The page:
I recently gave a webinar to a local malpractice insurance carrier’s clients. The subject was a template process to handle upset patients with empathy in order to reduce malpractice claims. I also wrote a long article for their publication to be distributed to their clients. The insurance carrier did compensate me for the webinar and promised to include my contact information should any of their clients wish to contact me regarding my coaching programs.
The newsletter publication arrived today and the article spanned the both the inside and back covers. It is a very professional publication and quite well respected. However, when I noticed my byline, my name was correct, but the company name was incorrect. I own Centric Strategies. The company name listed was similar, but not that. Also, there was no website address, phone number, or email address provided for contact information. So, not only was there no way for people to contact me for my services, they couldn’t even look me up by the company name.
I do have an excellent working relationship with this insurance carrier and wanted to see how this could be fixed. I’ve been receiving more requests for coaching lately and wanted potential clients to have a way to contact me. I contacted my client and asked her if she had seen the actual newsletter. She pulled it out while we were on the phone and immediately saw what I was referring to. She was very embarrassed that it had been missed. She genuinely apologized and said how sorry she was. She said she didn’t know what to do at this point.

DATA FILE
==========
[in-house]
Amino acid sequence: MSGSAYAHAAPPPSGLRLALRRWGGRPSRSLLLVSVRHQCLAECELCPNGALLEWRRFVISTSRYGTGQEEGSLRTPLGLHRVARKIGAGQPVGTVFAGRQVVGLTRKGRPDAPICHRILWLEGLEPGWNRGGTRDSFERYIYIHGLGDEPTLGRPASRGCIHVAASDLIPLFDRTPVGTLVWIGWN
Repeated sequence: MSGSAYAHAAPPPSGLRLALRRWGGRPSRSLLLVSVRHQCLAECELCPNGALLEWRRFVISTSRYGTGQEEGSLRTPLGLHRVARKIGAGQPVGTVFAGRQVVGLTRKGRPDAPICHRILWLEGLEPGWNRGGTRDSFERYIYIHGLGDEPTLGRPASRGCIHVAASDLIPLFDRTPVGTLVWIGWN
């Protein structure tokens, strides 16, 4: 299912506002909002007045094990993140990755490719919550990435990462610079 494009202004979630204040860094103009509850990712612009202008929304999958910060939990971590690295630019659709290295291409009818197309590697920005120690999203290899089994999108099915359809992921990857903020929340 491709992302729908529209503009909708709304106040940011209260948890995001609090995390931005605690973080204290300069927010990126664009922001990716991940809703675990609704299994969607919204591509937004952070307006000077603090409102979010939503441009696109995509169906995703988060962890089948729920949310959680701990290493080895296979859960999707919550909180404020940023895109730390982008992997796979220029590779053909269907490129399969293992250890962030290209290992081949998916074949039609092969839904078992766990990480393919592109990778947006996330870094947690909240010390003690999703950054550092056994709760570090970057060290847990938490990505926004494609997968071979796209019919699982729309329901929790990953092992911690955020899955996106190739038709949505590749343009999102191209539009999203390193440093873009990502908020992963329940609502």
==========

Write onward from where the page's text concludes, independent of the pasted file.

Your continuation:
Before I contacted her, I already had an idea in mind. The funny part was that she followed the service recovery response template I had covered in the webinar and asked me what I would like to see done. I offered my idea and she whole heartedly agreed. She also provided additional avenues to provide my contact information to their clients an even offered to promote my upcoming speaking events locally.
The last two solutions she offered were not even in my mindset when I made my initial call. I was very appreciative and happy with the outcome. I laughed and told her that she must have taken notes because she did exactly what I had outlined during the original webinar and article. She said “Well, like you said, I want to make it better than right and want to make sure that I can more than make up for it. You provide a great service to us and I want to do whatever it takes to continue this relationship.”
Those words were gold to me. She took my disappointment and turned it around to the point to where I am actually happy that it happened. I’m getting a bit more than I originally had hoped for and know that she values me and the help I give them.
In business, we need to think the same way. When there is an issue with a customer, more than solve it for them. Make them happy that there was an issue because you surpassed any expectation they had. This is only one method of delivering excellent service. Even though the initial transaction was not stellar, you can always turn that into an opportunity to increase customer satisfaction from the back end. Not only does customer satisfaction increase at this point, but so does customer loyalty.
A customer who has had an issue properly resolved will be far more loyal to you than a satisfied customer who has never had an issue.